Groups sending aid to displaced Muslims 'putting Bibles in relief packages'
Muslims and Christians attend an interfaith prayer for peace in Manila on July 7. (Photo by Angie de Silva)
A Catholic archbishop in Mindanao has decried alleged attempts by some groups to take advantage and "proselytize" displaced residents, many of whom are Muslims, of the besieged city of Marawi.
Archbishop Fernando Capalla, retired prelate of Davao, joined Muslim leaders and peace groups in voicing concern over reports that Bibles are being distributed to refugees.
Copies of the Bible, translated into the Maranao language, were found in relief goods handed to displaced families last week.
Archbishop Capalla warned that the distribution of copies of the Bible along could foment tensions between Christians and Muslims.
"If they do it deliberately, it's either an insult or ignorance of the needs of Muslims," said the prelate who is co-convenor of the interfaith group Bishops-Ulama Conference.
The archbishop said "proselytizing" shows lack of respect and calls into question the sincerity of those who are giving aid to the needy.
"If you want to help, then give only the ... basic needs, like clothing, food, water, among others," said the prelate.
"We should be more sensitive," he said, adding that Muslim leaders in the area should be consulted before distributing aid.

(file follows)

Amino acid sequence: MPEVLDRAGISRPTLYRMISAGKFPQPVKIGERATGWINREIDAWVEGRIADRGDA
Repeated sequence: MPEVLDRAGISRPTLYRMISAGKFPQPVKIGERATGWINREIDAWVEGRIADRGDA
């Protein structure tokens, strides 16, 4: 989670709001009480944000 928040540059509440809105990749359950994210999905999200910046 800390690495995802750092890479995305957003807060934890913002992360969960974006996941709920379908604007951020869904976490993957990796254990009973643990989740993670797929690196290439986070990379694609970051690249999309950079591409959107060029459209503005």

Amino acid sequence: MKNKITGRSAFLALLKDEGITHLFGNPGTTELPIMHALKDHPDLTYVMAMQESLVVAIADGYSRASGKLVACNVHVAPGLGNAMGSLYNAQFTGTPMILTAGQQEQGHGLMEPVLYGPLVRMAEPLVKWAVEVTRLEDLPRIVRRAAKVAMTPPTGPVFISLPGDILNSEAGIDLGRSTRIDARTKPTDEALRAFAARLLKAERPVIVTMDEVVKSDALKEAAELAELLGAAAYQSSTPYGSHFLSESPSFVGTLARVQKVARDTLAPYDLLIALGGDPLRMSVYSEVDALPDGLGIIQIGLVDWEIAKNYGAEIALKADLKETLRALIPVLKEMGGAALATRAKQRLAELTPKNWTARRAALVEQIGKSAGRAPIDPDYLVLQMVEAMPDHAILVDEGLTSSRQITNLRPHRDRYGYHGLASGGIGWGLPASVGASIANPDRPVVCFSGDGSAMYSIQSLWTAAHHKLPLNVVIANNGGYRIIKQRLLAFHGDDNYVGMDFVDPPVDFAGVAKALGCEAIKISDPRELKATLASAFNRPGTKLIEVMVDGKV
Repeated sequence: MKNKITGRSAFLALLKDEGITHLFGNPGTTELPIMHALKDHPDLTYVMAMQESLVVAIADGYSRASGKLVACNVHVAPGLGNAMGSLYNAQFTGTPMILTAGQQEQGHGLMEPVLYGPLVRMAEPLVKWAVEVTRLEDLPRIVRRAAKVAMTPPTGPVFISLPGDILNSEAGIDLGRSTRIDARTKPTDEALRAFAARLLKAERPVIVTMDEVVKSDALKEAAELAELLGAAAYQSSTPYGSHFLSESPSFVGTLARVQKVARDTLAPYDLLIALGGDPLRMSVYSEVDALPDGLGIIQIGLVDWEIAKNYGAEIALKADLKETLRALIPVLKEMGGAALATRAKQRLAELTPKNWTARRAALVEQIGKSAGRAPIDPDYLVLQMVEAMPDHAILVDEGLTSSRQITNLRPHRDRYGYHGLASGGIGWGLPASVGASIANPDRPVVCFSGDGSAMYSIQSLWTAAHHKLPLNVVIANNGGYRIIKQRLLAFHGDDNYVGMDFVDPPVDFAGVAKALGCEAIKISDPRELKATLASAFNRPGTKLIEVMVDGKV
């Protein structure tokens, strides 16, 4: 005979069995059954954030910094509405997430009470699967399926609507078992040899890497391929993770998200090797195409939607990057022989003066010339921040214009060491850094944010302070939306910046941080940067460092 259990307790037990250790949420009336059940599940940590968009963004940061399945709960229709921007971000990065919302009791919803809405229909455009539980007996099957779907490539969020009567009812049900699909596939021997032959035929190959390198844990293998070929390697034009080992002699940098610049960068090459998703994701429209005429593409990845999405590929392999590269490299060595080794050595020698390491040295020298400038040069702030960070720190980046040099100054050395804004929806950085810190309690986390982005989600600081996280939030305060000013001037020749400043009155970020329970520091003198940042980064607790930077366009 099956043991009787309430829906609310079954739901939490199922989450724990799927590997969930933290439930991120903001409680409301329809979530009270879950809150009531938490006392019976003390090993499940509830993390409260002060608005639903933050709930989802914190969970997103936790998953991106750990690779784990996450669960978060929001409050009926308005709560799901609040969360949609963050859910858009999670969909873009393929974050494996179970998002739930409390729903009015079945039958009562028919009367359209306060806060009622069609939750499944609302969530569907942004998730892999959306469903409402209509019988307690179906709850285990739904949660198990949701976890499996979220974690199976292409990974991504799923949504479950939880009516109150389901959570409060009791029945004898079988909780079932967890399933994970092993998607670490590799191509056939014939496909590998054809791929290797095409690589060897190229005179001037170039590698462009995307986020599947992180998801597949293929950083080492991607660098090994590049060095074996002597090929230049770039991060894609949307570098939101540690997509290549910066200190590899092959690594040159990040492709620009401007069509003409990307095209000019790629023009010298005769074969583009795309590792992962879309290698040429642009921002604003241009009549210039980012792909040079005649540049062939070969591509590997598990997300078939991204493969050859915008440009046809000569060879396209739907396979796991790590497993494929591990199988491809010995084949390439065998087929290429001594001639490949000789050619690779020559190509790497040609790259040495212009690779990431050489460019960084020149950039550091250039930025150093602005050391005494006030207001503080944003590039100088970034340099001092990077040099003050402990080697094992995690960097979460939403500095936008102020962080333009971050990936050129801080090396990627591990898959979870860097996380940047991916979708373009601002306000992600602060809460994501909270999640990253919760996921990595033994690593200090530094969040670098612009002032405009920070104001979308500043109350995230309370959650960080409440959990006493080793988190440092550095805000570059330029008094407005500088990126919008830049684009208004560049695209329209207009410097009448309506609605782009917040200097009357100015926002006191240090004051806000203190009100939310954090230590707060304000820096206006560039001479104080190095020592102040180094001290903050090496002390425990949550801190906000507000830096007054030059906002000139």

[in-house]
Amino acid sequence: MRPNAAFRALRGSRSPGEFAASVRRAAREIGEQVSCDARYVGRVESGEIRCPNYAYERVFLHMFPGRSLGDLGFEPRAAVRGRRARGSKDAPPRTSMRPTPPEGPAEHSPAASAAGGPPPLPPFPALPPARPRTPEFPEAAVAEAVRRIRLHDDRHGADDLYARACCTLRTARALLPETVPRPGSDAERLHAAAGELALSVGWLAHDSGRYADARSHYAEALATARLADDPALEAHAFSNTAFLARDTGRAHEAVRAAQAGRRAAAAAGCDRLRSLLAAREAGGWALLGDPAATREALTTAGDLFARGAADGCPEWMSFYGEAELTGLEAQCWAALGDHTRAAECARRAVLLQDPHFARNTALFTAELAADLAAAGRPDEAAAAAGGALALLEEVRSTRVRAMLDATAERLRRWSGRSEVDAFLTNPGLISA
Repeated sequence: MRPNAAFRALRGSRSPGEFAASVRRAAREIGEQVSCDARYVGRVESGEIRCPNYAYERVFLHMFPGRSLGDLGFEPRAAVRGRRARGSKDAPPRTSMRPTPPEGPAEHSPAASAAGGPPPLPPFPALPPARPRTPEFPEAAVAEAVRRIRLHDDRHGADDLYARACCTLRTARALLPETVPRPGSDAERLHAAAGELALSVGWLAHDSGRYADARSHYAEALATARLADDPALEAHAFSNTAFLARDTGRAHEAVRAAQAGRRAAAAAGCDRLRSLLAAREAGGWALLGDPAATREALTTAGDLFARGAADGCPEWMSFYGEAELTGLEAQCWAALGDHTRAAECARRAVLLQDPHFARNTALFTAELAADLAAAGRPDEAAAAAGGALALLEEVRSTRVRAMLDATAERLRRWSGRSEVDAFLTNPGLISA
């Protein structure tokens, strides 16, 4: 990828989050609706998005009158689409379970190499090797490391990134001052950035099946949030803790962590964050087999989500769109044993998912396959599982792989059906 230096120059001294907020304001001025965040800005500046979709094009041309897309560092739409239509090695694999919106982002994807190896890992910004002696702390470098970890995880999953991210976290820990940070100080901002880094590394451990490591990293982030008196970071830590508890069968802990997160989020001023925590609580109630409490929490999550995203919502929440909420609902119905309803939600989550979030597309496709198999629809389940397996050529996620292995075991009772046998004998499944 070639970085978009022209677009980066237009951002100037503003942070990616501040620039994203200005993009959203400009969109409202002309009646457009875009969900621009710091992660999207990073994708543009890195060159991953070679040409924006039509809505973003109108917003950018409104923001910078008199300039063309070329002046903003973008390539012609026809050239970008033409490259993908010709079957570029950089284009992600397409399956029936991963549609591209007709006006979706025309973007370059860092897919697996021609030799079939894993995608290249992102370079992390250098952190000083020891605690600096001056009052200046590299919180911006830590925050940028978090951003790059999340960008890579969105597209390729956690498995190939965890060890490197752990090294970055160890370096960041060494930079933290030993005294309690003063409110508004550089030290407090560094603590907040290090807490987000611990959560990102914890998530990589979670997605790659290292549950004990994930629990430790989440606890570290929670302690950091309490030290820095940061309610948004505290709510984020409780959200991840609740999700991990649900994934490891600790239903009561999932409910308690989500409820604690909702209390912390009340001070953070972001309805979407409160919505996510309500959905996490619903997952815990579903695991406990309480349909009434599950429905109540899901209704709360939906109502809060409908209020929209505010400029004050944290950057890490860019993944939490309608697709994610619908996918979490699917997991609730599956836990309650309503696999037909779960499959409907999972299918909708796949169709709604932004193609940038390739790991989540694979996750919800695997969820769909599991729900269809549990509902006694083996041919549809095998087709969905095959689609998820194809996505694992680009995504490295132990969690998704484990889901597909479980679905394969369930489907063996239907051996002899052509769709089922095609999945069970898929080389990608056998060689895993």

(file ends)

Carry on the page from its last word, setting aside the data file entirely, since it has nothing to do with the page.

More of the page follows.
There were also reports that some aid organizations are giving out pork-flavored noodles to the evacuees.
The evacuees claimed they did not immediately discover the Bibles in plastic bags that contained relief goods. There were also aid packs that contained Bible stories, also in the local language.
No group has come forward to admit responsibility.
The non-government group Mindanao Peacebuilding Institute said the act "transgresses some cultural and religious sensibilities."
The rebel Moro Islamic Liberation Front described it as "simply exploiting people in times of crisis."
More than 18,300 displaced people are currently being sheltered in 78 evacuation centers in Mindanao, 34 of which are located in the provinces of Lanao del Norte, one in Misamis Occidental, and 43 in Lanao del Sur.
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